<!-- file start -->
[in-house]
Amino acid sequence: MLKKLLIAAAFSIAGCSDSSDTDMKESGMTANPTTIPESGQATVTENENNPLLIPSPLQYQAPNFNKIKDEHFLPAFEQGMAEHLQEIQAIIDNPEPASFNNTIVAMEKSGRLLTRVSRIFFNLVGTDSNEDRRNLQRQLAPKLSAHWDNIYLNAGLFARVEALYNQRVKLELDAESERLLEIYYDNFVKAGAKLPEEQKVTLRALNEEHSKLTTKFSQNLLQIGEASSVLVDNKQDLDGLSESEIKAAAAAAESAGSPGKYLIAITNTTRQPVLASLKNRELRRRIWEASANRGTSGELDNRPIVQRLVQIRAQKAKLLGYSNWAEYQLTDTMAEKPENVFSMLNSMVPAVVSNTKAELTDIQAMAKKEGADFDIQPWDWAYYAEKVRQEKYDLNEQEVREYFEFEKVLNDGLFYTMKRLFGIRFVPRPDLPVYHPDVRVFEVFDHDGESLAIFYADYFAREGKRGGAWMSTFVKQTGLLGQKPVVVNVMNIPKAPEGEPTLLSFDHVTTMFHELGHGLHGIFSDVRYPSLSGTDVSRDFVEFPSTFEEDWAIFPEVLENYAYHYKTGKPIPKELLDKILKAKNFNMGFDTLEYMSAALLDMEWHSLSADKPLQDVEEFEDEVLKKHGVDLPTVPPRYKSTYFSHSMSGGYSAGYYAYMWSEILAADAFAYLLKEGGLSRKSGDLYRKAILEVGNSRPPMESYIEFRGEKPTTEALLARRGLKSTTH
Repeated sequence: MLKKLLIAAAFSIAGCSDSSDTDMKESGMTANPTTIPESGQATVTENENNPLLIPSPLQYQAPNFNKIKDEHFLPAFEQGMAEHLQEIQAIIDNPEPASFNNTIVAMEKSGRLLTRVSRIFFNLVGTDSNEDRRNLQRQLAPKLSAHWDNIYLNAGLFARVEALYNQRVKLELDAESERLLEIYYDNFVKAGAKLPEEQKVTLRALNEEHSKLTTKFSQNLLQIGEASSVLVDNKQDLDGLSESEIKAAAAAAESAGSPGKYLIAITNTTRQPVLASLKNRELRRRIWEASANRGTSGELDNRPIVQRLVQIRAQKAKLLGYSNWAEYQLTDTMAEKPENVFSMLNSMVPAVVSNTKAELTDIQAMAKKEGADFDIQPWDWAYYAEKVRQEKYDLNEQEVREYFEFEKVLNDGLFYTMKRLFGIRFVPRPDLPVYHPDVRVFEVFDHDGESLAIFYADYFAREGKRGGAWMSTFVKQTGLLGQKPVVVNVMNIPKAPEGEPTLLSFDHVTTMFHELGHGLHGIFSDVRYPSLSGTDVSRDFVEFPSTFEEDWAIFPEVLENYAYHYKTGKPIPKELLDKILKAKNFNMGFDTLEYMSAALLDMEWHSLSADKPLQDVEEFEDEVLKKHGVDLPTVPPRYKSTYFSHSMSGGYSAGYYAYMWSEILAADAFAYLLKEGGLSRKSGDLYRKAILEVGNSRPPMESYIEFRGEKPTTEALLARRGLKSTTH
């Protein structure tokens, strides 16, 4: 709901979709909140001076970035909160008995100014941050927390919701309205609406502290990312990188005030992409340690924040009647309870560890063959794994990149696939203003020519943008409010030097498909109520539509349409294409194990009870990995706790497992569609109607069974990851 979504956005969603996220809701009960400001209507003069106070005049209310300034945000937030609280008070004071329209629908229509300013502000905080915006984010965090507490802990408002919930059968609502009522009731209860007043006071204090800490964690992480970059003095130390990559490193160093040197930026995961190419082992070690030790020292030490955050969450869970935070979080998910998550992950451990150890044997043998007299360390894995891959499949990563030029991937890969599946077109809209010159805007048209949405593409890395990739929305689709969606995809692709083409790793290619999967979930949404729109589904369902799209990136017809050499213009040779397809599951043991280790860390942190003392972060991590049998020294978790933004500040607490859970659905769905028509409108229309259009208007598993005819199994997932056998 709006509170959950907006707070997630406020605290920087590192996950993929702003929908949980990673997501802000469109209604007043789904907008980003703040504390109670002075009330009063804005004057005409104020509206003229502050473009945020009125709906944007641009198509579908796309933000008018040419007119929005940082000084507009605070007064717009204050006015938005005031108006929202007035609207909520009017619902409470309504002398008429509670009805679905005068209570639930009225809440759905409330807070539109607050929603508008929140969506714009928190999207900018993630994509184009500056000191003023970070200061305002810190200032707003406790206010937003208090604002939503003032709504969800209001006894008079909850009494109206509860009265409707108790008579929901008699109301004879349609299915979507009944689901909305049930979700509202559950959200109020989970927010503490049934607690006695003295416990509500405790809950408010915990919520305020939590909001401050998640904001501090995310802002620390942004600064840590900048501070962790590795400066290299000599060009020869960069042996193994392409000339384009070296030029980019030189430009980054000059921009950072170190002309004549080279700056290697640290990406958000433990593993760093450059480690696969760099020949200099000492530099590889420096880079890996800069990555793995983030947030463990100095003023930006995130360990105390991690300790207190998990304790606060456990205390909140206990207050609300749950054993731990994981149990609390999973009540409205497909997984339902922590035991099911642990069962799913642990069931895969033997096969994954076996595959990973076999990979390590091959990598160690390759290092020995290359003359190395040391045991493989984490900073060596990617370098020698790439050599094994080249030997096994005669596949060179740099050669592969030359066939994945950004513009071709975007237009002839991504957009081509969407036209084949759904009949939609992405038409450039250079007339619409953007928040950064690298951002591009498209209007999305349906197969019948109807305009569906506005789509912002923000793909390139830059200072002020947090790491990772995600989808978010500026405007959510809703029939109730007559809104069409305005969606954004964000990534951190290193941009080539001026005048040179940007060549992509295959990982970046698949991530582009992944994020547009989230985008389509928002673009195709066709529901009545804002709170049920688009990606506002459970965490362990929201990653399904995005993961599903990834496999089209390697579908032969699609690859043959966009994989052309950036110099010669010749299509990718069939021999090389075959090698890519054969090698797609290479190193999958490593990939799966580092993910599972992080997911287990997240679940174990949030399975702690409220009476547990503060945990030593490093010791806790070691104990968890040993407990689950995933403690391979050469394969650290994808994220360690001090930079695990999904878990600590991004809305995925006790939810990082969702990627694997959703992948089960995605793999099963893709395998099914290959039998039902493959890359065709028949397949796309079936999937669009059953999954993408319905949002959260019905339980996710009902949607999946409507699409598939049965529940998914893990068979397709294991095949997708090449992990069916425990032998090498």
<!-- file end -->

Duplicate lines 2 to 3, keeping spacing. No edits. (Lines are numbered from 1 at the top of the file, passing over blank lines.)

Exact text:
Amino acid sequence: MLKKLLIAAAFSIAGCSDSSDTDMKESGMTANPTTIPESGQATVTENENNPLLIPSPLQYQAPNFNKIKDEHFLPAFEQGMAEHLQEIQAIIDNPEPASFNNTIVAMEKSGRLLTRVSRIFFNLVGTDSNEDRRNLQRQLAPKLSAHWDNIYLNAGLFARVEALYNQRVKLELDAESERLLEIYYDNFVKAGAKLPEEQKVTLRALNEEHSKLTTKFSQNLLQIGEASSVLVDNKQDLDGLSESEIKAAAAAAESAGSPGKYLIAITNTTRQPVLASLKNRELRRRIWEASANRGTSGELDNRPIVQRLVQIRAQKAKLLGYSNWAEYQLTDTMAEKPENVFSMLNSMVPAVVSNTKAELTDIQAMAKKEGADFDIQPWDWAYYAEKVRQEKYDLNEQEVREYFEFEKVLNDGLFYTMKRLFGIRFVPRPDLPVYHPDVRVFEVFDHDGESLAIFYADYFAREGKRGGAWMSTFVKQTGLLGQKPVVVNVMNIPKAPEGEPTLLSFDHVTTMFHELGHGLHGIFSDVRYPSLSGTDVSRDFVEFPSTFEEDWAIFPEVLENYAYHYKTGKPIPKELLDKILKAKNFNMGFDTLEYMSAALLDMEWHSLSADKPLQDVEEFEDEVLKKHGVDLPTVPPRYKSTYFSHSMSGGYSAGYYAYMWSEILAADAFAYLLKEGGLSRKSGDLYRKAILEVGNSRPPMESYIEFRGEKPTTEALLARRGLKSTTH
Repeated sequence: MLKKLLIAAAFSIAGCSDSSDTDMKESGMTANPTTIPESGQATVTENENNPLLIPSPLQYQAPNFNKIKDEHFLPAFEQGMAEHLQEIQAIIDNPEPASFNNTIVAMEKSGRLLTRVSRIFFNLVGTDSNEDRRNLQRQLAPKLSAHWDNIYLNAGLFARVEALYNQRVKLELDAESERLLEIYYDNFVKAGAKLPEEQKVTLRALNEEHSKLTTKFSQNLLQIGEASSVLVDNKQDLDGLSESEIKAAAAAAESAGSPGKYLIAITNTTRQPVLASLKNRELRRRIWEASANRGTSGELDNRPIVQRLVQIRAQKAKLLGYSNWAEYQLTDTMAEKPENVFSMLNSMVPAVVSNTKAELTDIQAMAKKEGADFDIQPWDWAYYAEKVRQEKYDLNEQEVREYFEFEKVLNDGLFYTMKRLFGIRFVPRPDLPVYHPDVRVFEVFDHDGESLAIFYADYFAREGKRGGAWMSTFVKQTGLLGQKPVVVNVMNIPKAPEGEPTLLSFDHVTTMFHELGHGLHGIFSDVRYPSLSGTDVSRDFVEFPSTFEEDWAIFPEVLENYAYHYKTGKPIPKELLDKILKAKNFNMGFDTLEYMSAALLDMEWHSLSADKPLQDVEEFEDEVLKKHGVDLPTVPPRYKSTYFSHSMSGGYSAGYYAYMWSEILAADAFAYLLKEGGLSRKSGDLYRKAILEVGNSRPPMESYIEFRGEKPTTEALLARRGLKSTTH